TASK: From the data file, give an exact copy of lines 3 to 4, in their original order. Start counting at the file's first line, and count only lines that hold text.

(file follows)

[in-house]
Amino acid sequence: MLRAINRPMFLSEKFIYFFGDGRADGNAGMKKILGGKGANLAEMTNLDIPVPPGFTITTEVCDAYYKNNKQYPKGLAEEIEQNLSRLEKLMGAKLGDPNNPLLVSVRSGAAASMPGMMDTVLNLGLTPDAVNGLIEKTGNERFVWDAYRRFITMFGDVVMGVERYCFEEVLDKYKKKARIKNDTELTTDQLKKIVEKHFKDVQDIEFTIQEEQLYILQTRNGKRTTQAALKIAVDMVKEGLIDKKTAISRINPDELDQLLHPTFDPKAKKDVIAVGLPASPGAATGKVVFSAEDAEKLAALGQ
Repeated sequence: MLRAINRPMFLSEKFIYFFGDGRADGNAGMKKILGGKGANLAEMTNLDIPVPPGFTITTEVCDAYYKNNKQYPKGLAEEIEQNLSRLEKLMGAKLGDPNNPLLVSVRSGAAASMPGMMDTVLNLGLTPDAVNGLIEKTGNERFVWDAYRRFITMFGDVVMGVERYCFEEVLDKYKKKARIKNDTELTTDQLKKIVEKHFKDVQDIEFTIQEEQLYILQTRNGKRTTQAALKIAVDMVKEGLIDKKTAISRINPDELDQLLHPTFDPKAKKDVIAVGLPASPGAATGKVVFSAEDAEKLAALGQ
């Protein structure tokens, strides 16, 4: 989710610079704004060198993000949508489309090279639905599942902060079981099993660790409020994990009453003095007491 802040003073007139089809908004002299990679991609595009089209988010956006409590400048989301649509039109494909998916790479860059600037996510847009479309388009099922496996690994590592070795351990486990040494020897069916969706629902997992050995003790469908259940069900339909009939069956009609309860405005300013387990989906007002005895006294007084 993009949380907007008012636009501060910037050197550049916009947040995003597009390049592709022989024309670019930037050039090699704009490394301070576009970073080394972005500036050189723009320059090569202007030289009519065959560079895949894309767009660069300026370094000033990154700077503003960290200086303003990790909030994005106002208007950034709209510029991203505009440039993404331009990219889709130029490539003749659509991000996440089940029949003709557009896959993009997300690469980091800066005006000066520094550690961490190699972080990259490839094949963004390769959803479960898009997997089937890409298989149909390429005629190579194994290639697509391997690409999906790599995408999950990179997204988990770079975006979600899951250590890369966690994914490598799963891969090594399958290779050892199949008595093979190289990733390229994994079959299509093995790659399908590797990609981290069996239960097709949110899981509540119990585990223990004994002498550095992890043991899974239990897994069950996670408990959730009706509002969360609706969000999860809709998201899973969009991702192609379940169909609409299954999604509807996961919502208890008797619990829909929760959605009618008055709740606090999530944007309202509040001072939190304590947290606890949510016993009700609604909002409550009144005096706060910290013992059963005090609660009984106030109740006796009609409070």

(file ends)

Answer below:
Repeated sequence: MLRAINRPMFLSEKFIYFFGDGRADGNAGMKKILGGKGANLAEMTNLDIPVPPGFTITTEVCDAYYKNNKQYPKGLAEEIEQNLSRLEKLMGAKLGDPNNPLLVSVRSGAAASMPGMMDTVLNLGLTPDAVNGLIEKTGNERFVWDAYRRFITMFGDVVMGVERYCFEEVLDKYKKKARIKNDTELTTDQLKKIVEKHFKDVQDIEFTIQEEQLYILQTRNGKRTTQAALKIAVDMVKEGLIDKKTAISRINPDELDQLLHPTFDPKAKKDVIAVGLPASPGAATGKVVFSAEDAEKLAALGQ
């Protein structure tokens, strides 16, 4: 989710610079704004060198993000949508489309090279639905599942902060079981099993660790409020994990009453003095007491 802040003073007139089809908004002299990679991609595009089209988010956006409590400048989301649509039109494909998916790479860059600037996510847009479309388009099922496996690994590592070795351990486990040494020897069916969706629902997992050995003790469908259940069900339909009939069956009609309860405005300013387990989906007002005895006294007084 993009949380907007008012636009501060910037050197550049916009947040995003597009390049592709022989024309670019930037050039090699704009490394301070576009970073080394972005500036050189723009320059090569202007030289009519065959560079895949894309767009660069300026370094000033990154700077503003960290200086303003990790909030994005106002208007950034709209510029991203505009440039993404331009990219889709130029490539003749659509991000996440089940029949003709557009896959993009997300690469980091800066005006000066520094550690961490190699972080990259490839094949963004390769959803479960898009997997089937890409298989149909390429005629190579194994290639697509391997690409999906790599995408999950990179997204988990770079975006979600899951250590890369966690994914490598799963891969090594399958290779050892199949008595093979190289990733390229994994079959299509093995790659399908590797990609981290069996239960097709949110899981509540119990585990223990004994002498550095992890043991899974239990897994069950996670408990959730009706509002969360609706969000999860809709998201899973969009991702192609379940169909609409299954999604509807996961919502208890008797619990829909929760959605009618008055709740606090999530944007309202509040001072939190304590947290606890949510016993009700609604909002409550009144005096706060910290013992059963005090609660009984106030109740006796009609409070």